- By Walton Pantland
Today is the 100 year anniversary of the passing of the Native Land Act in South Africa.
At the time the brilliant South African intellectual Sol Plaatje, the first general secretary of the organisation that would become the ANC, wrote: “Awakening on Friday morning, June 20, 1913, the South African Native found himself, not actually a slave, but a pariah in the land of his birth.”
The Act reserved just 7% of South Africa’s land for the use of Black people. This resulted in overcrowding in designated tribal areas, and unaccountable power as control was given to local chiefs. As Godfrey Lagden, the Transvaal’s Native Affairs Commissioner explained, “Every rabbit has a warren where he can live and burrow and breed and every native must have a warren too”
Why was this done? Because capital needed labour, both on the mines of the Witwatersrand, and on white owned farms. But self-sufficient black farmers had no incentive to sell their labour.
The structural inequality paved the way for Apartheid, and its legacy is still very apparent in South Africa today. Black South Africans were dispossessed of their land and their ability to be economically independent. This poverty and dependence resulted in, among other things, the migrant labour system on the mines, and created the volatile, unstable and unjust situation that culminated in the Marikana massacre last year.
The outbreaks of unrest on the fruit and wine farms of the Western Cape late last year also have their routes in this dispossession and alienation from the land.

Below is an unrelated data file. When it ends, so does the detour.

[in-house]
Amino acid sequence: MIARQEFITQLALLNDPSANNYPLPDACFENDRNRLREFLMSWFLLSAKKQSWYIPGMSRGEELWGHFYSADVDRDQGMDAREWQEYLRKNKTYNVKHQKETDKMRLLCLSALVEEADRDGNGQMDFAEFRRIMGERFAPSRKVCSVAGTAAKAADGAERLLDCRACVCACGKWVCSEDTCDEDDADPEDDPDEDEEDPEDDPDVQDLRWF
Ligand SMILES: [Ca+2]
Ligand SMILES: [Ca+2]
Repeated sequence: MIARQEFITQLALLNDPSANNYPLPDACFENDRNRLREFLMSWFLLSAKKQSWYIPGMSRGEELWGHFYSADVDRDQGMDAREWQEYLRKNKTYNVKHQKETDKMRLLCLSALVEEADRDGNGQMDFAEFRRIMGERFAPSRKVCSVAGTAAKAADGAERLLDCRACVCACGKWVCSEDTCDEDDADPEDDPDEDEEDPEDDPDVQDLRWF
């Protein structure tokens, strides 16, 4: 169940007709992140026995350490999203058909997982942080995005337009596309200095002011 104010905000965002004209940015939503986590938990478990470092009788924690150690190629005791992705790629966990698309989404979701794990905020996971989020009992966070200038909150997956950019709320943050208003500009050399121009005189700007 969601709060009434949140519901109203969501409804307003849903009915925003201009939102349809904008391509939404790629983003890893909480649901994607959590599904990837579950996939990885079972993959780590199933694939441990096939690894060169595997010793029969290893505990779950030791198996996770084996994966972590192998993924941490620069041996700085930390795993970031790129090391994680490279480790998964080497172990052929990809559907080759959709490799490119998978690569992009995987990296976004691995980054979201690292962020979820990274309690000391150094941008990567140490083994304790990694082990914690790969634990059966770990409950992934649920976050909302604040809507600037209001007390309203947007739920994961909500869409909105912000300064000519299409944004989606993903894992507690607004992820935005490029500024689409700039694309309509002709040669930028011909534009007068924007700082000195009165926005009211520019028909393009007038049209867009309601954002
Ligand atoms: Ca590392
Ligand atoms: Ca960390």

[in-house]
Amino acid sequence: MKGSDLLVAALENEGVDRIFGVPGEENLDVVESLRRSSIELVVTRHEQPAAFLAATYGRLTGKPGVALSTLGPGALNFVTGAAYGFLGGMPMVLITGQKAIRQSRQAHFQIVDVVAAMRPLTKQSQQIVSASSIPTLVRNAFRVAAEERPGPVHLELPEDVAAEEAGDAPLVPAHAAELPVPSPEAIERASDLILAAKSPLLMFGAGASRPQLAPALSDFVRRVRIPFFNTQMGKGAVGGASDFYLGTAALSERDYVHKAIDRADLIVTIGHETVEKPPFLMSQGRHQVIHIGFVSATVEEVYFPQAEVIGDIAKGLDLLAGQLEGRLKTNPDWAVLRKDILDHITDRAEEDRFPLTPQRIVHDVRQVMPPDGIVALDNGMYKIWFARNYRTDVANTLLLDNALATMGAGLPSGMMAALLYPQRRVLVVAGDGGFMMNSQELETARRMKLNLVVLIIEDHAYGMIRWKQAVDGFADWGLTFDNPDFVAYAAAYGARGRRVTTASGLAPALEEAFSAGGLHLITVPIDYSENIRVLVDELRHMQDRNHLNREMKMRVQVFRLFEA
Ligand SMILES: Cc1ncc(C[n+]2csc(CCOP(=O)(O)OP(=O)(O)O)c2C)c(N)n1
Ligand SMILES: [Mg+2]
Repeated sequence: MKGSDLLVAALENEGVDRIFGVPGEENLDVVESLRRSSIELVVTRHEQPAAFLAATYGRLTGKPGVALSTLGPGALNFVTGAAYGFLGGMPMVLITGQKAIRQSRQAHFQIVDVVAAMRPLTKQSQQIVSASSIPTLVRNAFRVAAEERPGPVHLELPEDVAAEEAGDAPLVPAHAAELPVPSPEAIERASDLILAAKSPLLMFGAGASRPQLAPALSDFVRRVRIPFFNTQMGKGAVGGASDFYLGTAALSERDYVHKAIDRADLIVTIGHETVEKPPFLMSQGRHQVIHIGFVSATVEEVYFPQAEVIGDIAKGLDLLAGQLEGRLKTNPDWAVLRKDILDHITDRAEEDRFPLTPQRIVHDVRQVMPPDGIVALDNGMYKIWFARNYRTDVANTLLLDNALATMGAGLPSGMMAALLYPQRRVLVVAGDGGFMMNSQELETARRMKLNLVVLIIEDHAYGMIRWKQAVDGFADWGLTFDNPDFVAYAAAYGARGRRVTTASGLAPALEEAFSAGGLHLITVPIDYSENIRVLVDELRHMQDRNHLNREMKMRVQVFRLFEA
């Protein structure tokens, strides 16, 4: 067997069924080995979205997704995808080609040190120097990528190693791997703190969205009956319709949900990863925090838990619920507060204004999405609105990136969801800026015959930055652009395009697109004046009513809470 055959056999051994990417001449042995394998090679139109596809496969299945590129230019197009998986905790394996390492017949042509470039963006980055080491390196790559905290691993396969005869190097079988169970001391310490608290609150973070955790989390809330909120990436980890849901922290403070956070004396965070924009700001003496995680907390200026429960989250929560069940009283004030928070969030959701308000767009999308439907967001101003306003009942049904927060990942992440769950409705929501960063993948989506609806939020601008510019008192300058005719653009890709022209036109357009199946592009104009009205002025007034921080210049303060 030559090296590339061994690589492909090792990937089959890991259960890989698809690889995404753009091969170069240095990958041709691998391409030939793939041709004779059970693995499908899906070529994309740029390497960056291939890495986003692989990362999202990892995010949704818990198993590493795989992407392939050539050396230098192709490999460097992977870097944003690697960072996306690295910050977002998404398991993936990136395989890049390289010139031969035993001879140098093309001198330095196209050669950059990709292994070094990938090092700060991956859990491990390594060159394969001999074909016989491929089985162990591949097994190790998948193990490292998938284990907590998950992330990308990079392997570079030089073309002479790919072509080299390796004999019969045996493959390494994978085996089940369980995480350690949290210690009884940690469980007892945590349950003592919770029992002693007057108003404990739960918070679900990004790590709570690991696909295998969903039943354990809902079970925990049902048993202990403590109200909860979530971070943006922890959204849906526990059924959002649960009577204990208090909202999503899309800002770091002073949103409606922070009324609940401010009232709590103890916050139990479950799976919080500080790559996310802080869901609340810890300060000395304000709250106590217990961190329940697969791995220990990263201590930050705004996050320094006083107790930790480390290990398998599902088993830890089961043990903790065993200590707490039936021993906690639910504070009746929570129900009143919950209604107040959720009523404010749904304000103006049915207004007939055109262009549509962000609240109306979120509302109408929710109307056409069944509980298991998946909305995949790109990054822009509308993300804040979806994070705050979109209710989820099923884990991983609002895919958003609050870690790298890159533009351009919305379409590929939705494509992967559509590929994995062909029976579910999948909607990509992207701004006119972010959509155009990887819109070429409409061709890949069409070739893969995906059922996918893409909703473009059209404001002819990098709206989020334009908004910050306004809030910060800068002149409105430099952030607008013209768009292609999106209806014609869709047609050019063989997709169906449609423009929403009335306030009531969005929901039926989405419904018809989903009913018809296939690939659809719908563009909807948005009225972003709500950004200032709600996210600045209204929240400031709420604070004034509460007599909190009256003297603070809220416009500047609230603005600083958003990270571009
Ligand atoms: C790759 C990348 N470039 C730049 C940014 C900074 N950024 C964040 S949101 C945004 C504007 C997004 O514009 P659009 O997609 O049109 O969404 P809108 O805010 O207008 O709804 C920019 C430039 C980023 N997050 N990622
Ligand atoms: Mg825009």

Driving local and indigenous people off the land is not unique to South Afirca – it has happened everywhere that the needs of capitalist expansion and accumulation have confronted human lives. The new, exploitative economic system confronted and eradicated older systems wherever it found them: it happened to Native Americans in the US, in the UK through the Enclosure Acts and Highland Clearances. It is happening right now to Palestinian farmers who are being cleared off their land in the West Bank to make way for Israeli settlers.
Coincidentally, this week is also the 20th anniversary of the founding of Via Campesina, the international social movement for peasant farmers. Its affiliates include Abahlali baseMjondolo and the Landless People’s Movement in South Africa, the Zapatistas in Mexico and almost 150 other organisations around the world. Via Campesina campaigns for the rights of subsistence and peasants farmers to live on the land and grow their own food.
Food security and food sovereignty – local control of the food supply – is essential to eradicating hunger. But this stands in stark contrast to the plans being thrashed out at the G8:
G8′s new alliance for food security and nutrition is working with “corporate partners” to promote food security. Who are those corporate partners? They include many of our old and trusted friends: Monsanto, Dupont, Nestlé and Unilever. As George Monbiot explains, this has nothing to do with eradicating hunger – it’s a corporate land grab.
The G8 will “encourage” African governments to make deals these corporations, and cede large parts of land to them. These deals will force small farmers off the land and replace them with agri-business, so that consumers in the West can get green beans and cut flowers airfreighted in from Kenya while local people struggle to find affordable food.
This is about corporate control of the food supply, which should worry us deeply. The new alliance will lock farmers into buying seed – much of it genetically modified – and fertiliser from corporate monopolies. This stops farmers reusing seed from the previous season, and has terrible consequences for the genetic diversity of plants – which is essential as climate change and pests threaten crop yields.
We will not tackle hunger by giving control of food production to the kind of companies that claim water isn’t a human right.
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